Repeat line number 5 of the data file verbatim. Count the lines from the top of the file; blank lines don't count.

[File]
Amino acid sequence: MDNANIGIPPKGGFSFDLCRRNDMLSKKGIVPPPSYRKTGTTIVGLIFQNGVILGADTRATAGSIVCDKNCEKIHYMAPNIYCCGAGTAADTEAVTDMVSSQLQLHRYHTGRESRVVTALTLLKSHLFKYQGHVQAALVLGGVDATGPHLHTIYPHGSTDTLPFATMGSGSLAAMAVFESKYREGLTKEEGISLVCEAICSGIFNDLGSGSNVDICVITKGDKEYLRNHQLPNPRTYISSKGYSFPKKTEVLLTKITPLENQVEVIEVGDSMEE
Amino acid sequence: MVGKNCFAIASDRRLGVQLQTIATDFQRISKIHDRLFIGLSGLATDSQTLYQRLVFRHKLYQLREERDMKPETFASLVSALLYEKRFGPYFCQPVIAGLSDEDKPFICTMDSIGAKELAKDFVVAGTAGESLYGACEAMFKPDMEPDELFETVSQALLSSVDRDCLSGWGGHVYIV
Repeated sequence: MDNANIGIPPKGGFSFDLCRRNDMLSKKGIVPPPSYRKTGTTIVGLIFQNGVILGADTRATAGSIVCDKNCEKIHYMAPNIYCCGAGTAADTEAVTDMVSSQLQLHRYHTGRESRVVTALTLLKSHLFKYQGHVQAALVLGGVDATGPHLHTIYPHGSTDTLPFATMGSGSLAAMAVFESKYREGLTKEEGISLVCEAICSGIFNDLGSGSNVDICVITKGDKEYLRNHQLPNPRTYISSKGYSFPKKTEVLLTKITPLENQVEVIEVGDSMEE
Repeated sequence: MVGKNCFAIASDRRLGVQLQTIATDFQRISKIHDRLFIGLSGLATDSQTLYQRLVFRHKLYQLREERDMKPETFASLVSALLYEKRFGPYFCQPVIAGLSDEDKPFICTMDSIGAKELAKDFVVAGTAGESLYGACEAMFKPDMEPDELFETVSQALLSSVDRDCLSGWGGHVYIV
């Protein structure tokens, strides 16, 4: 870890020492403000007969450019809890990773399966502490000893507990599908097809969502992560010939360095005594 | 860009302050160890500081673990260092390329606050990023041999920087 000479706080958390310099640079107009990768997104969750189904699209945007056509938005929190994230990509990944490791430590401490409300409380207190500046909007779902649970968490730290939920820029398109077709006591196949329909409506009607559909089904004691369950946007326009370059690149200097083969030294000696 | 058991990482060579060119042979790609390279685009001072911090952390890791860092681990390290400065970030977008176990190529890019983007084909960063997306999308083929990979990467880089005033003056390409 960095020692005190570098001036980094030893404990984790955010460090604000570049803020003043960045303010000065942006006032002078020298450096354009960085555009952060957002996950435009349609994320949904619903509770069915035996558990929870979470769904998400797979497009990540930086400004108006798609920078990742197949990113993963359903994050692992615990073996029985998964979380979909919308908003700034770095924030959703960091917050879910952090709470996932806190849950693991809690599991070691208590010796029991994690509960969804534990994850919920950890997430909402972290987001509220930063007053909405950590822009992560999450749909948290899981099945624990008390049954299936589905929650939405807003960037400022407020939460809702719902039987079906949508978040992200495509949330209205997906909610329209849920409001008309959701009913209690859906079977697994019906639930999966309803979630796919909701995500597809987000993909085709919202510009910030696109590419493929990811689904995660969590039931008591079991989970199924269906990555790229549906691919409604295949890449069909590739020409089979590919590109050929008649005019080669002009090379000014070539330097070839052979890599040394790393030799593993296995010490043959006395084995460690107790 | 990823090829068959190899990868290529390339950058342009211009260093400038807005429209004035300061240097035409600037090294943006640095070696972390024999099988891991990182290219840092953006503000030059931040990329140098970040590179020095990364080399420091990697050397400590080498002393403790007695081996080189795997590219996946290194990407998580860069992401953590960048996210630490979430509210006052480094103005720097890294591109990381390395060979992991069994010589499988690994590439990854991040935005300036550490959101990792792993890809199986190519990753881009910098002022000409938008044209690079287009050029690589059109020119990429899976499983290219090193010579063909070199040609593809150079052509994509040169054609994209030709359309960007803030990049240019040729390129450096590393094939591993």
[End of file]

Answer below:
């Protein structure tokens, strides 16, 4: 870890020492403000007969450019809890990773399966502490000893507990599908097809969502992560010939360095005594 | 860009302050160890500081673990260092390329606050990023041999920087 000479706080958390310099640079107009990768997104969750189904699209945007056509938005929190994230990509990944490791430590401490409300409380207190500046909007779902649970968490730290939920820029398109077709006591196949329909409506009607559909089904004691369950946007326009370059690149200097083969030294000696 | 058991990482060579060119042979790609390279685009001072911090952390890791860092681990390290400065970030977008176990190529890019983007084909960063997306999308083929990979990467880089005033003056390409 960095020692005190570098001036980094030893404990984790955010460090604000570049803020003043960045303010000065942006006032002078020298450096354009960085555009952060957002996950435009349609994320949904619903509770069915035996558990929870979470769904998400797979497009990540930086400004108006798609920078990742197949990113993963359903994050692992615990073996029985998964979380979909919308908003700034770095924030959703960091917050879910952090709470996932806190849950693991809690599991070691208590010796029991994690509960969804534990994850919920950890997430909402972290987001509220930063007053909405950590822009992560999450749909948290899981099945624990008390049954299936589905929650939405807003960037400022407020939460809702719902039987079906949508978040992200495509949330209205997906909610329209849920409001008309959701009913209690859906079977697994019906639930999966309803979630796919909701995500597809987000993909085709919202510009910030696109590419493929990811689904995660969590039931008591079991989970199924269906990555790229549906691919409604295949890449069909590739020409089979590919590109050929008649005019080669002009090379000014070539330097070839052979890599040394790393030799593993296995010490043959006395084995460690107790 | 990823090829068959190899990868290529390339950058342009211009260093400038807005429209004035300061240097035409600037090294943006640095070696972390024999099988891991990182290219840092953006503000030059931040990329140098970040590179020095990364080399420091990697050397400590080498002393403790007695081996080189795997590219996946290194990407998580860069992401953590960048996210630490979430509210006052480094103005720097890294591109990381390395060979992991069994010589499988690994590439990854991040935005300036550490959101990792792993890809199986190519990753881009910098002022000409938008044209690079287009050029690589059109020119990429899976499983290219090193010579063909070199040609593809150079052509994509040169054609994209030709359309960007803030990049240019040729390129450096590393094939591993």